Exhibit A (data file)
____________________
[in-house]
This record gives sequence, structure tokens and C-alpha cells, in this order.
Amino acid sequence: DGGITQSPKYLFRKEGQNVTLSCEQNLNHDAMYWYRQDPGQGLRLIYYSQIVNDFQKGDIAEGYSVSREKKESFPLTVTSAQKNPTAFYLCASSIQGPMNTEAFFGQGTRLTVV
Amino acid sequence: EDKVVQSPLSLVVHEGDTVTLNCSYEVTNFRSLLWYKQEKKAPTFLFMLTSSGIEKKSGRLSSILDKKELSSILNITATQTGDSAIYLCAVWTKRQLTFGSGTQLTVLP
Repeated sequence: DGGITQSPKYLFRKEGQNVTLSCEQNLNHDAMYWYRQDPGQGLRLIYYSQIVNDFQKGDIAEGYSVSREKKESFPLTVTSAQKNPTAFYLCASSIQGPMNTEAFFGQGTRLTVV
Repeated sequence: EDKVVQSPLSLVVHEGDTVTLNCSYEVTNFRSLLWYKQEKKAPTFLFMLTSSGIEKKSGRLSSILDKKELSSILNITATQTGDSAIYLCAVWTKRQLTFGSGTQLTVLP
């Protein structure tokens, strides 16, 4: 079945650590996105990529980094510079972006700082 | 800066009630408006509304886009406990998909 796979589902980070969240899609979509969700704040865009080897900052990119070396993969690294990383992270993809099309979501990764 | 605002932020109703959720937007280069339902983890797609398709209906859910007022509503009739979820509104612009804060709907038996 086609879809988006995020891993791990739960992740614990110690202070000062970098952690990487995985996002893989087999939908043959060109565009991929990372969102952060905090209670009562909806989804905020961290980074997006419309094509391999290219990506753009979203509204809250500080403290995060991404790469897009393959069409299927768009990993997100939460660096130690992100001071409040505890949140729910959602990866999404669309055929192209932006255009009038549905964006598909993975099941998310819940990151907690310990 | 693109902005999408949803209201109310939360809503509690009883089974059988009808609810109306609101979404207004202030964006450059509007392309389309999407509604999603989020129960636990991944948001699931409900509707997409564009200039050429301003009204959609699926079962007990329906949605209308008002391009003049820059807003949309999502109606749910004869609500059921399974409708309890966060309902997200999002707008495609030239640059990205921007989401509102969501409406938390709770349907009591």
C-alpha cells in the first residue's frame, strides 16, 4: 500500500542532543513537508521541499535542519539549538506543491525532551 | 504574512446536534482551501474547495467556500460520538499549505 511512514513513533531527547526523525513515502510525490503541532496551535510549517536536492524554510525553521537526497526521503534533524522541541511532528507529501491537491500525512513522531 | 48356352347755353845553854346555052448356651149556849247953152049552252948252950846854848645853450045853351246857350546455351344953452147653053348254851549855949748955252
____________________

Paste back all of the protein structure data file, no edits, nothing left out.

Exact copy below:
[in-house]
This record gives sequence, structure tokens and C-alpha cells, in this order.
Amino acid sequence: DGGITQSPKYLFRKEGQNVTLSCEQNLNHDAMYWYRQDPGQGLRLIYYSQIVNDFQKGDIAEGYSVSREKKESFPLTVTSAQKNPTAFYLCASSIQGPMNTEAFFGQGTRLTVV
Amino acid sequence: EDKVVQSPLSLVVHEGDTVTLNCSYEVTNFRSLLWYKQEKKAPTFLFMLTSSGIEKKSGRLSSILDKKELSSILNITATQTGDSAIYLCAVWTKRQLTFGSGTQLTVLP
Repeated sequence: DGGITQSPKYLFRKEGQNVTLSCEQNLNHDAMYWYRQDPGQGLRLIYYSQIVNDFQKGDIAEGYSVSREKKESFPLTVTSAQKNPTAFYLCASSIQGPMNTEAFFGQGTRLTVV
Repeated sequence: EDKVVQSPLSLVVHEGDTVTLNCSYEVTNFRSLLWYKQEKKAPTFLFMLTSSGIEKKSGRLSSILDKKELSSILNITATQTGDSAIYLCAVWTKRQLTFGSGTQLTVLP
């Protein structure tokens, strides 16, 4: 079945650590996105990529980094510079972006700082 | 800066009630408006509304886009406990998909 796979589902980070969240899609979509969700704040865009080897900052990119070396993969690294990383992270993809099309979501990764 | 605002932020109703959720937007280069339902983890797609398709209906859910007022509503009739979820509104612009804060709907038996 086609879809988006995020891993791990739960992740614990110690202070000062970098952690990487995985996002893989087999939908043959060109565009991929990372969102952060905090209670009562909806989804905020961290980074997006419309094509391999290219990506753009979203509204809250500080403290995060991404790469897009393959069409299927768009990993997100939460660096130690992100001071409040505890949140729910959602990866999404669309055929192209932006255009009038549905964006598909993975099941998310819940990151907690310990 | 693109902005999408949803209201109310939360809503509690009883089974059988009808609810109306609101979404207004202030964006450059509007392309389309999407509604999603989020129960636990991944948001699931409900509707997409564009200039050429301003009204959609699926079962007990329906949605209308008002391009003049820059807003949309999502109606749910004869609500059921399974409708309890966060309902997200999002707008495609030239640059990205921007989401509102969501409406938390709770349907009591």
C-alpha cells in the first residue's frame, strides 16, 4: 500500500542532543513537508521541499535542519539549538506543491525532551 | 504574512446536534482551501474547495467556500460520538499549505 511512514513513533531527547526523525513515502510525490503541532496551535510549517536536492524554510525553521537526497526521503534533524522541541511532528507529501491537491500525512513522531 | 48356352347755353845553854346555052448356651149556849247953152049552252948252950846854848645853450045853351246857350546455351344953452147653053348254851549855949748955252